Kitchen Table Still Life, Nairobi style: biro (for scale), shattered pieces of Cockroach, and a parasitic worm that has just squirmed out of the Cockroach’s ruptured entrails onto my kitchen table top; Nairobi; probably about 1980.

I saw the Cockroach running across the table as I came into the kitchen to make breakfast, and a blow swiftly killed it. Going on preparing breakfast, I noticed waving movements out of the corner of my eye and on closer inspection watched fascinated as the worm writhed its way out of the roach’s corpse, only to die itself a few moments later, in the arid and completely alien environment of my kitchen table top.

Click onto the image to open a larger version in a separate window … if you’re into this sort of thing …


I’m re-posting photographs that I took in Kenya over 30 years ago.  You can find more context here .  Click onto the “Archive Kenya” tag (below) to see more of these film images from Kenya.


About Adrian Lewis
Photographer working in monochrome, colour and combinations of the two - with a great liking for many types of subject, including Minimalism, landscapes, abstracts, soft colour, people, movement, nature - I like to be adventurous in my photography, trying new ideas and working in many genres. And I'm fond of Full English Breakfasts and Duvel golden ale, though not necessarily together.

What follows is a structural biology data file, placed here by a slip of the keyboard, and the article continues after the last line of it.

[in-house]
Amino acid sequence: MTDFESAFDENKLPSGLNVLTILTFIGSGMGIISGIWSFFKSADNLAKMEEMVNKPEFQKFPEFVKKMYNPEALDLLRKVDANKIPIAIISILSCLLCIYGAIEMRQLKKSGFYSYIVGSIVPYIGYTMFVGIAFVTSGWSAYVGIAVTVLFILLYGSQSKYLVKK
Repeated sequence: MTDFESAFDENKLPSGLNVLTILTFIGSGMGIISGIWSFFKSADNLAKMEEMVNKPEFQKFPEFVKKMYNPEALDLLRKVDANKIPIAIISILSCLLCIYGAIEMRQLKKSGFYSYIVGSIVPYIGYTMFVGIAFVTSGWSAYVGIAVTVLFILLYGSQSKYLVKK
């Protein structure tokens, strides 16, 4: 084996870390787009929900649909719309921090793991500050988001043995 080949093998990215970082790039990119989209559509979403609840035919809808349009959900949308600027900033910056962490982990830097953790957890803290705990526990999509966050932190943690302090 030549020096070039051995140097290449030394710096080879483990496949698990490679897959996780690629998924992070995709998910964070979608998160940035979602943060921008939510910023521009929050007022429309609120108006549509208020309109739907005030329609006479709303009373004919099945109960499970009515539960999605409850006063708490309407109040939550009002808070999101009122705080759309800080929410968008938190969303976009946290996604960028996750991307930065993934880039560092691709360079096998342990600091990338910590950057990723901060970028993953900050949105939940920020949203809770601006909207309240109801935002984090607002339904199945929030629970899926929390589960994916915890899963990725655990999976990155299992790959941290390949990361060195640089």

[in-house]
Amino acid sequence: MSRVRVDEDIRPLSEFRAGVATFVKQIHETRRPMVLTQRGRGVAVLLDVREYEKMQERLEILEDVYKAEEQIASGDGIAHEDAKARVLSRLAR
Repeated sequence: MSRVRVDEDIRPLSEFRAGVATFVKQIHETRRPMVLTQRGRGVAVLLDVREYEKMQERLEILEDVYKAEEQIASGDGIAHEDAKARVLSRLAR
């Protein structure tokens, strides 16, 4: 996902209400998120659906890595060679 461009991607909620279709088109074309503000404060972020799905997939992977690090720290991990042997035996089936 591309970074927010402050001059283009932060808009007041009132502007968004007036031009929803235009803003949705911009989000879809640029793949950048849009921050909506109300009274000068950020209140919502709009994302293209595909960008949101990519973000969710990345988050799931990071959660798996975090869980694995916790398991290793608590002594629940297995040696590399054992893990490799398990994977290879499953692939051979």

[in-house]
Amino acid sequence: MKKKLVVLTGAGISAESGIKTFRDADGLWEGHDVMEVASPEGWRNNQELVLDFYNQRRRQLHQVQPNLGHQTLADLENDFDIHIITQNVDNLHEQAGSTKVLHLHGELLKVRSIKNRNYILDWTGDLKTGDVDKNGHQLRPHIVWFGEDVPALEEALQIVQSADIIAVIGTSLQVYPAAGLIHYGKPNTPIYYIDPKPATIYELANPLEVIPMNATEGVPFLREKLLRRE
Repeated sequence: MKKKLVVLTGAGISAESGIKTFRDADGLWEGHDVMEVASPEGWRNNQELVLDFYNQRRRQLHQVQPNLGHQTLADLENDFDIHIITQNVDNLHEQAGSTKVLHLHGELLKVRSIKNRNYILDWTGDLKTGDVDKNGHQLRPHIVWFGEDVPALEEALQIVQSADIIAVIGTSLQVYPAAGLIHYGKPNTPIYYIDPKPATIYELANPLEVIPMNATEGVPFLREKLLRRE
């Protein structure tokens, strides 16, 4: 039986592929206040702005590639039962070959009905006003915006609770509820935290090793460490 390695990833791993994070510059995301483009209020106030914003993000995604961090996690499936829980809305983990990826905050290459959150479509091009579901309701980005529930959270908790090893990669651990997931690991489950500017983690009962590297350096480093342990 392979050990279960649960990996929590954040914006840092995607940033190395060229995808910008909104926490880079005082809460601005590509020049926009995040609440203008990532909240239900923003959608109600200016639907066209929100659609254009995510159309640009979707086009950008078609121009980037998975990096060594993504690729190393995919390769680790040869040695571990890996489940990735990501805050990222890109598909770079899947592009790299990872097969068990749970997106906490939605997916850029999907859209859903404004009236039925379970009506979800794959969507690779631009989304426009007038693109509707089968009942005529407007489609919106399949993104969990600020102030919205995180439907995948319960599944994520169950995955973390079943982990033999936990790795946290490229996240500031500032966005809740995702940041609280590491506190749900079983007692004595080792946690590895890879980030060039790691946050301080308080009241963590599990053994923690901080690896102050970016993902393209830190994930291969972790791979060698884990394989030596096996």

1. bluebrightly says:

    Ugh. I applaud your objectivity and confess that I don’t share it. Moving on…. 😉


  2. krikitarts says:

    Yes, the circle of life certainly does entertain some strange tangents. Was this, um, one of your fonder memories from your time in dear Kenya?


  3. Magnify it greatly and you would have props for a bad science-fiction movie. Actually, this is fascinating.


    • Adrian Lewis says:

      Yes, it is fascinating – the parasite abandons the host when the host dies. I had a similar experience with a Little Swift, a member of a bird family that have their legs so far back on their undersides that they cannot take off from the ground – they have to drop into the air from the buildings and cliffs on which they nest.

      This bird had hit my lounge windows in Nairobi, and ended up alive but stranded, flat out, on the floor of my verandah. I knew that throwing it up into the air would get it airborne again (which it did), but as I picked it up ectoparasites in the feathers on its neck rushed up my bare arms – again, the host was being attacked, and they left the sinking ship as soon as possible.

      Liked by 1 person

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